Borders is facing a similar union drive in Gurnee, Illinois. Unlike in Minneapolis, however, the store's management became aware of the campaign early on and has actively sought to squelch it. According to Eugene Kulin, a store employee who is leading the drive, the company's regional manager has been brought in to dissuade workers from supporting the union, and pro-union employees have been punished for their stance. Kulin claims that one union supporter was fired for petty rule violations. "There's no doubt in my mind that it was because he was definitely with us," he says.
No election date has been set in Gurnee, but Kulin believes success at the Minneapolis store would help jump-start his efforts. "Now people are seeing, 'Hey, it's not just my pet project,'" he says. "They're seeing that it's a real thing. Interest is picking up again."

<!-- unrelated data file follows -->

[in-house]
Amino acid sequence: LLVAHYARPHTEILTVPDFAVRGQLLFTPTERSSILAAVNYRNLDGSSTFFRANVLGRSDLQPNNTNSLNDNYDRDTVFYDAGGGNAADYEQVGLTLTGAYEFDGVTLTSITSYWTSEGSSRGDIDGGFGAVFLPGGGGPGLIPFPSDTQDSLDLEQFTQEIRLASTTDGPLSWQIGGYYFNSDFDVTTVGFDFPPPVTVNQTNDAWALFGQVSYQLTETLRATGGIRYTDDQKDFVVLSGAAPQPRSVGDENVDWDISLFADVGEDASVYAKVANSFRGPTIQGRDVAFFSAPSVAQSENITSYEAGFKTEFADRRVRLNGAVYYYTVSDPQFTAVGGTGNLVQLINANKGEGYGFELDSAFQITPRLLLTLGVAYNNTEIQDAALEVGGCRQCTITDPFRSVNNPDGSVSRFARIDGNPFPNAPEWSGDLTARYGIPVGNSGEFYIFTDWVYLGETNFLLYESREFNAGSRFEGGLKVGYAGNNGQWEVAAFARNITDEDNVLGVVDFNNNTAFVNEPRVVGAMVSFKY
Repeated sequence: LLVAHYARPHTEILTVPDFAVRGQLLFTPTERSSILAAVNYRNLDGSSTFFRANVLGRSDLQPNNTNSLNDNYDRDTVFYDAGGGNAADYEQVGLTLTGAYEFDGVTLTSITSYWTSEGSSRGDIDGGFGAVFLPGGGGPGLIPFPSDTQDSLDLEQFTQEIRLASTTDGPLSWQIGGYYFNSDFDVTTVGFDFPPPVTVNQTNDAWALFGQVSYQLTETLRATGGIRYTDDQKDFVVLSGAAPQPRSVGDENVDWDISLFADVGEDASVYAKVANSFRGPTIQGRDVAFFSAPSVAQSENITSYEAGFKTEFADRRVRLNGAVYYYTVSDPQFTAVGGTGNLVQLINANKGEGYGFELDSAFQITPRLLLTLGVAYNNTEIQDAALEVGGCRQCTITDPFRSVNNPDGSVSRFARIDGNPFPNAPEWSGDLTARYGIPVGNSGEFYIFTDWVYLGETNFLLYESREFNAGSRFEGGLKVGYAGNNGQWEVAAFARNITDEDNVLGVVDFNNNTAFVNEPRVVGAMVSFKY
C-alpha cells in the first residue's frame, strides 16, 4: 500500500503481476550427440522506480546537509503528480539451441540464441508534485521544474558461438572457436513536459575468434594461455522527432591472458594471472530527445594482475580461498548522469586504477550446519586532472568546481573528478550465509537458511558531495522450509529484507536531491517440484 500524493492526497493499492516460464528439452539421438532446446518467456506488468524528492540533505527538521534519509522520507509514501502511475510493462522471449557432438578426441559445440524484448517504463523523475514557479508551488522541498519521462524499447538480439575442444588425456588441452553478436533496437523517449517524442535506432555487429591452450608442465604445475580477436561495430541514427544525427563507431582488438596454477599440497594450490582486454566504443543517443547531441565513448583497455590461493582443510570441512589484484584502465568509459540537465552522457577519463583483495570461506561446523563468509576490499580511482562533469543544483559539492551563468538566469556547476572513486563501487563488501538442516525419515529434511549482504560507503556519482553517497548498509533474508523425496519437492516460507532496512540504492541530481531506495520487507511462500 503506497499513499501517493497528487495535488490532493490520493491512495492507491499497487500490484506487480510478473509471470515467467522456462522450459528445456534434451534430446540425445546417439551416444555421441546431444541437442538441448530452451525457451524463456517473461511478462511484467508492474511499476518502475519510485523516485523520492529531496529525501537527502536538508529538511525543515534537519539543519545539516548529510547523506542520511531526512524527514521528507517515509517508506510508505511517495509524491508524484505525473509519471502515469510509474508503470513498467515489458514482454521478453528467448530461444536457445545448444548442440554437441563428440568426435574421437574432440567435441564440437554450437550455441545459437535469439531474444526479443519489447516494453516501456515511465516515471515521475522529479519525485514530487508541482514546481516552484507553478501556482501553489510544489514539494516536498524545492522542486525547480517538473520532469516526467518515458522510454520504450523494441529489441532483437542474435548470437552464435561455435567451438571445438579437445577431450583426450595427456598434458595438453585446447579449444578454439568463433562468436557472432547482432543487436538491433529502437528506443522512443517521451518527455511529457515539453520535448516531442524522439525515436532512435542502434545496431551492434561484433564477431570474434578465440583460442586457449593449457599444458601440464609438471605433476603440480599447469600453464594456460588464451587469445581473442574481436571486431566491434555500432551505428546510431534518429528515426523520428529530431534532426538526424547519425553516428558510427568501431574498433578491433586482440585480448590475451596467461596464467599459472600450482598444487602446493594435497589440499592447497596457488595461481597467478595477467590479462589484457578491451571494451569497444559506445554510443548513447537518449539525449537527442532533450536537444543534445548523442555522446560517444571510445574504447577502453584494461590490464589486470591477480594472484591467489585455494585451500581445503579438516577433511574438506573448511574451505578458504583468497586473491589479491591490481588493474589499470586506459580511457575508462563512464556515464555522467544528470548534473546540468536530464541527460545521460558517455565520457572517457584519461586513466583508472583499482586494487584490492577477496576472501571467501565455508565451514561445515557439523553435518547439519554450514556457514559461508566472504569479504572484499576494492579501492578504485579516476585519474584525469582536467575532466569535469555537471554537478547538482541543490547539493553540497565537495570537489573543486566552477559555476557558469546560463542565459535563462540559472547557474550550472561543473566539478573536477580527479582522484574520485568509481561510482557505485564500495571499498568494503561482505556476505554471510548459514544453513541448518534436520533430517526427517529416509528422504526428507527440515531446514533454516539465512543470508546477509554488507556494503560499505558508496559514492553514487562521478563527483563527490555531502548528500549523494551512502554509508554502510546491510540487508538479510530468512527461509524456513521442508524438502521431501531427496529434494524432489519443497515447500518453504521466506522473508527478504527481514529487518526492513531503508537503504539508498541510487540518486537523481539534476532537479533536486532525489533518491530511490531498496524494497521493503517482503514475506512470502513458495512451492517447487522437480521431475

Fractures have already started to surface at the Uptown store. After the union election was announced, Evans posted a couple of pro-labor cartoons in the break room. Within a couple of days they had disappeared. Evans responded by posting a piece of paper on the bulletin board with just one word: "blank." "I figured that's what they wanted us to say and think: nothing," he says. Shortly afterward the cartoons resurfaced, accompanied by a poem dealing with betrayal.
Evans believes such jousting will do little to deter workers from voting for the union. "They completely underestimate us," he says. "We're confident we're going to win."